Stop me if you’ve heard this one. Las Vegas area dentist makes millions with high quality amateur porn website, and then invests said millions fulfilling his dream of making his own sci-fi epic MMO. Oh, you’ve never heard it before? Well, that’s the story with Space Wars: Interstellar Empires. It’s the story of Robert Simyar, the fortune he made in the internet pornography boom, and how it’s funding the dream game of his own machinations and its development with Desert Owl Games: the studio behind Pox Nora.
That should be the real story, here – Pox Nora devs making a new MMO based on a new IP, with the same level of tactical depth as Desert Owl’s primary IP. But it’s hard not to focus at least a little bit on Robert Simyar, the driving force behind Space Wars, its lore, its competitive design, and well most everything else. He’s a former dentist, and a girl he was dating in 2002 was into having her photo taken. Remember, this is a time that pre-dates the “Free Porn Boom” we’re currently experiencing. People paid loads of money via credit card subscriptions for services on Simyar’s site, and the result is that this dentist quickly became a millionaire as his business was entirely run by his lonesome.
But the money couldn’t keep coming forever, and eventually with the advent of free pornography sites, Robert saw the writing on the wall. He’d made his buck, enough to custom-wrap a Bugatti in Space Wars art, and was more than ready to spend his time on his nerdy game-playing pastime. Only instead of buying games and consuming them, this time Simyar wanted to build one. And the one he wanted to build was an idea inspired by table-top games of his youth, something he’d been longing to do for 20-plus years.
Like his adult entertainment website before, Robert’s Space Wars is an IP of his own design, but it bears a close resemblance to Starcraft in some ways, Star Trek in others. There are four factions, the Sol (humans), the Genari (think Klingon), the Ma’alaketh (Protoss in Starcraft) and the Hive (a biological entity, like the Zerg). You can read all about each HERE, but what you need to know is that each of them has dozens of ships of varying capabilities, and that you as the player will pilot one ship at a time, not an entire fleet.
You’ll pick your faction when you join a server, and head into war against the other three. The war lasts until one side has captured all the other home worlds, and Robert told us that he expects this to last around 3 months or so. When it’s over, winners take medals, honor, and some rewards with them into the next server they join. You’ll keep them all in your own personal shipyard, similar to a hangar in Mechwarrior by way of example, and be able to tweak them, and change their loadouts.
There’s a huge intergalactic map, with each faction holding its own collection of hex-based regions at the outset of a war. As time goes by, players (as few as 1v1 or as many as 20v20) will chip away at a faction’s region ownership and get ever closer to their base and home world. There are plans to eventually allow more than two factions to fight in any given battle, but for early access launch later this year that will not be possible. Only 1,000 people can join any faction on a server, so if one side is full you’ll have to join another. You can work together in groups, clans, or go solo working just for your own faction. You’ll be able to see what regions suit what size battles, and make your way to them to engage in a fight. Think of the map like a big representation of all the fights going on in a game like World of Tanks – except in on this map, you’re fighting to win the galaxy, not just the match.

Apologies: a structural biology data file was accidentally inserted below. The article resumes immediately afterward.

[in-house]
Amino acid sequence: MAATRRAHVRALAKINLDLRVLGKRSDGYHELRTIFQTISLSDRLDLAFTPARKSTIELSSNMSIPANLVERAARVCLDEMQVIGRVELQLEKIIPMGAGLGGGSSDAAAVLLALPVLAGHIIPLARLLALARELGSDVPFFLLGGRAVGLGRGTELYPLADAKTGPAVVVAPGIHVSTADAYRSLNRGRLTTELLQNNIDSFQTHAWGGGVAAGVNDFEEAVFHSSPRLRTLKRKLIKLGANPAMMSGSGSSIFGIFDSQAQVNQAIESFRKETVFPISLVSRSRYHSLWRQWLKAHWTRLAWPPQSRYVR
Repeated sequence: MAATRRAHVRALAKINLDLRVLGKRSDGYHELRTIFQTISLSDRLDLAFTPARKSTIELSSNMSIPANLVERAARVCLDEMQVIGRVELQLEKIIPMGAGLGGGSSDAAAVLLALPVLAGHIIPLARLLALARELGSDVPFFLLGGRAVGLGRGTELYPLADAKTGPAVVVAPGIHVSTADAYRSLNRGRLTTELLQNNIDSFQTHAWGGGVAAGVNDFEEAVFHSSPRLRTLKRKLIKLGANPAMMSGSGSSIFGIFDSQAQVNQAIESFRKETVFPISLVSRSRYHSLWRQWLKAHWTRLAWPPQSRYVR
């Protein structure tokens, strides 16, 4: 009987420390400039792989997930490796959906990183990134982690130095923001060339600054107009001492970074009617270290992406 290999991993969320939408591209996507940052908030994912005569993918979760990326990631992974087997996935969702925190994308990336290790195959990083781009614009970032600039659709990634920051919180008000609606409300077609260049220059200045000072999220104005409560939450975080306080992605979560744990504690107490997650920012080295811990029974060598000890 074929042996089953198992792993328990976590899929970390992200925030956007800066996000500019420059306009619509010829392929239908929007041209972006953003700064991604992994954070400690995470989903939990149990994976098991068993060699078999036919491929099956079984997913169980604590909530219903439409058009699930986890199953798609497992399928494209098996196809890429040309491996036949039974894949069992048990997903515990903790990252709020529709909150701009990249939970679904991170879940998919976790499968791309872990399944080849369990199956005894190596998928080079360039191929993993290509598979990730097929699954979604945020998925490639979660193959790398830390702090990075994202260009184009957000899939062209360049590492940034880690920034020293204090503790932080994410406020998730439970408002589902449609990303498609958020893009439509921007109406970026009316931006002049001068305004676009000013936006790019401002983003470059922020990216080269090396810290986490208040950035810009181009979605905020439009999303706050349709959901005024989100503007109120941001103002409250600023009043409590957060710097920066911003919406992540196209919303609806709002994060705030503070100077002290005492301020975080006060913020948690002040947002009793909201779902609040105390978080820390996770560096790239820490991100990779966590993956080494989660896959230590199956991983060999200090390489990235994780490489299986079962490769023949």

Gameplay, once in battle, is a little heady but easy to grasp after a few turns. Like a lot of hex-based strategy games fights play out turn by turn. Each ship will have its own power pool to divert energy to weapons, force fields, sensors, and propulsion. A fast or agile ship can move incredibly far each turn with a high propulsion score, while a larger freighter might be less agile but have a stockpile of weapons or force fields. This can be tweaked a bit in-battle because of how you’re allowed to alter power consumption. There are line of sight obstacles such as planets, moons, anomalies like storms, nebulae and radiation to contend with too. The match I played was a simple 1v2 test fight, but I can imagine the 20v20 battles getting pretty intense, even with the game’s naturally slower pacing.
Each ship will level up too, allowing you to outfit her with bigger and better crew while spending a currency called LP to buy Skill Points aboard your ship. These are like big talent trees for your ship, so while don’t necessarily increase your attack or defense power directly, they allow your ship to do things in combat that will.
Space Wars: Interstellar Empires may be generic in its looks and even its name, but it’s hard to fault Robert’s passion for the game he wants to make, or Desert Owl’s obvious capability in building the thing. What they’ve put together on one man’s budget is impressive, and the idea of a never-ending wargame of four empires is enticing enough even if I’m not personally a fan of turn-based space warfare. I know plenty of people who are, and there are probably quite a few of you on this site who are already eager to play Space Wars. Look for more info on Rober Simyar’s dream game to come soon, and keep an eye on SpaceWars.com for updates on the beta and Early Access launch via Steam.